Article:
After a discussion in the Broken Hearts office today, I thought the underlying topic would be helpful to share. Because we (BH, ministries, community development organizations) highlight the importance of relationship incessantly. Yet I’m sure many people see homelessness or drug addiction and think, “Really? Relationship is gonna fix that? How?”
It’s really hard to convince people that relationship (particularly when based from relationship with Jesus) has more impact than handing out food or giving someone money or housing alone.
Probably because transformational relationships take time and persistence for which most people don’t have the patience. Or because the breakdown of relationship at all levels as the foundation for these lifestyle problems hasn’t been understood.
So there’s a man we’ll call “Sean” who comes to the drop-in center a few times a week for classes and to meet with his case manager (who has been working with “Sean” for quite some time to convince him to get into transitional housing).
Sean has taken to visiting me weekly to chit chat and watch music videos of old R&B and soul artists. Sean has mental illness and therefore isn’t the easiest to hold conversations with, as he operates at a much younger age than his actual.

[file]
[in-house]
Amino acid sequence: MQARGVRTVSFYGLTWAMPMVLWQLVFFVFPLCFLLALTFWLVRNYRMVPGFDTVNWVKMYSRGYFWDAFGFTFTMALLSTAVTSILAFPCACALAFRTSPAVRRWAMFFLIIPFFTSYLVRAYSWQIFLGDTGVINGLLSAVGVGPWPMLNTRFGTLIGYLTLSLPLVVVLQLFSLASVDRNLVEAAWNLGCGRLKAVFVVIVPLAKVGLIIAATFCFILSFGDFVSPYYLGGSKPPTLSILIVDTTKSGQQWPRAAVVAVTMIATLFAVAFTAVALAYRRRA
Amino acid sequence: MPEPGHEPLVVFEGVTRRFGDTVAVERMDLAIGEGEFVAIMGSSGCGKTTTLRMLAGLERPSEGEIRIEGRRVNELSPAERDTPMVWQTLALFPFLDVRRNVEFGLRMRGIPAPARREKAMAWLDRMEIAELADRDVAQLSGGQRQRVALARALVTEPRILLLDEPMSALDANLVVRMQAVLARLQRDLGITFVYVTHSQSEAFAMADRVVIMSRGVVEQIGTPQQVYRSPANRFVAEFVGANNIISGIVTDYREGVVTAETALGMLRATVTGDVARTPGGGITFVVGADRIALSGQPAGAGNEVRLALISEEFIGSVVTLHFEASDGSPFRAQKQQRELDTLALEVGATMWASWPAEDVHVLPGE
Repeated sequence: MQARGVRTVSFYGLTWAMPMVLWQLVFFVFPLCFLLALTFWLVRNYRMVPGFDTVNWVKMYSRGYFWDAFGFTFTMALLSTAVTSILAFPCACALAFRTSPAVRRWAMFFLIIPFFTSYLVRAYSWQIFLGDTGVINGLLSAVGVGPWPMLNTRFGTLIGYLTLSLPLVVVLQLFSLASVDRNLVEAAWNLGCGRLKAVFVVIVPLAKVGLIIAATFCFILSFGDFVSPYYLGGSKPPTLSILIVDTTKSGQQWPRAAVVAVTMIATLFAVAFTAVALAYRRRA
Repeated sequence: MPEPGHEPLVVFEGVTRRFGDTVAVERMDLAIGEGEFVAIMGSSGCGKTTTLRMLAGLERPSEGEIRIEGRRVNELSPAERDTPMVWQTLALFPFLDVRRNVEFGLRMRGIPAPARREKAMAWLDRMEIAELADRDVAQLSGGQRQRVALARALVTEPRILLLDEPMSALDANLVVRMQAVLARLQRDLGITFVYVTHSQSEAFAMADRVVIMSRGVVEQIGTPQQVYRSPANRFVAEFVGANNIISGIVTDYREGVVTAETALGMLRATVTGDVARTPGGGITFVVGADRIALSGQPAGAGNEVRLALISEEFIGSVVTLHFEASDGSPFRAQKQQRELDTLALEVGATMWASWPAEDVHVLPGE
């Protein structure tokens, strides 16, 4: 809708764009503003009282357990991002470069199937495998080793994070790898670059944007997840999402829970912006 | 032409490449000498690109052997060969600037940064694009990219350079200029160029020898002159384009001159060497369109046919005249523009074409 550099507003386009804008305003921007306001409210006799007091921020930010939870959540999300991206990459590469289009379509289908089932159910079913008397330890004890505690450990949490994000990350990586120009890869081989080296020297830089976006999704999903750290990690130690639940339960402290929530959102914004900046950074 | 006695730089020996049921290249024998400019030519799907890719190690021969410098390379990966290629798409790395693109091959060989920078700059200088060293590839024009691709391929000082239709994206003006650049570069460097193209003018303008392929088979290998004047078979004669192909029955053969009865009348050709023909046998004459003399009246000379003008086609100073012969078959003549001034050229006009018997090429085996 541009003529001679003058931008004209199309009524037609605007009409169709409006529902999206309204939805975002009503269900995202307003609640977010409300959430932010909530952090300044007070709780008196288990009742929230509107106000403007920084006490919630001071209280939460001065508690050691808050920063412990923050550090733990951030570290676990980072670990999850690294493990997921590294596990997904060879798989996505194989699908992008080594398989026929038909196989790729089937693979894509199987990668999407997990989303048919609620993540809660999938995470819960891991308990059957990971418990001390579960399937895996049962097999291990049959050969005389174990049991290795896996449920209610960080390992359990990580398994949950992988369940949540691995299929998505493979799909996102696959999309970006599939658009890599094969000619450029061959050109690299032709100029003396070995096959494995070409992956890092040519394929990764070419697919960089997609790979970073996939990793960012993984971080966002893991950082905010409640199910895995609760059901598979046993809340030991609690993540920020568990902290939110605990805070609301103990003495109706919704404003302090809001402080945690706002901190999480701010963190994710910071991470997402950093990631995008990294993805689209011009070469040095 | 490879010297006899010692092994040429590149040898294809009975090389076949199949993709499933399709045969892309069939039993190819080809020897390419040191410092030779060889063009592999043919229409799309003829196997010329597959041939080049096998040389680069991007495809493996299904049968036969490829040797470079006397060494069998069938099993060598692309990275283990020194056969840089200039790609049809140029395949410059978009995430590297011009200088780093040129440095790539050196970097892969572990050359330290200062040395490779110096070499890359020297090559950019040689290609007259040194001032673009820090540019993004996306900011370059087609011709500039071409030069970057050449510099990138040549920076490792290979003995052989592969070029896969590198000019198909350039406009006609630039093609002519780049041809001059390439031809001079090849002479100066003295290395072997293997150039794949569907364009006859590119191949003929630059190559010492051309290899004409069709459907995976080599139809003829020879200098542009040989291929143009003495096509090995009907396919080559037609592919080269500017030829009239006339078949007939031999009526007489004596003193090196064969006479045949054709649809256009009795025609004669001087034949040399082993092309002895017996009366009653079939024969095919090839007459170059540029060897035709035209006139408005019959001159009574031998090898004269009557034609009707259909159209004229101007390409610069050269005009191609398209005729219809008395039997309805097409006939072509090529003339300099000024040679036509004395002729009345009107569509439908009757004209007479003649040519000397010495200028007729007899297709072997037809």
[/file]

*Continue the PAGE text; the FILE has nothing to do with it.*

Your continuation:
Today his case manager shared with me his refusal to get assistance with something he needs to do and said, “Who knows, maybe you can convince him.” Then we talked about his difficult with performing normal things necessary for taking care of ourselves. Doing laundry, taking public transportation.
Someone walking or driving past Sean, without knowing anything about him, might just see homelessness and think “lazy”, “strange”, or “get a job”. But Sean can’t get a job. Sean isn’t lazy, he’s like a 7 year old trying to navigate a grown-up world alone, with mental illness that keeps him from remembering exactly how to do laundry.
So what does this have to do with relationship? His case manager went on to tell me about the times he gave him a food gift certificate, but Sean wouldn’t brave ordering food unless someone was with him. He’s never done laundry unless his case manager was helping him. He can’t get on a bus without someone by his side.
I’m passionate about getting the Church connected with people in these situations to simply be their friends. Why? A friend can make the difference between Sean staying healthy, accomplishing errands, and having a home. All he needs is someone to be there and help him. Without that, he would have remained on the street. Without ongoing relationship, he could go back. And from a Christian perspective, friends who can help fill in gaps of broken relationships and lead him to the ultimate relationship (with God) can transform his life.
Sean has found friends at the drop-in center, people who dance, watch music videos, order Subway, and decorate t-shirts together. Add a few resources and that’s all it takes.
Not that hard, right??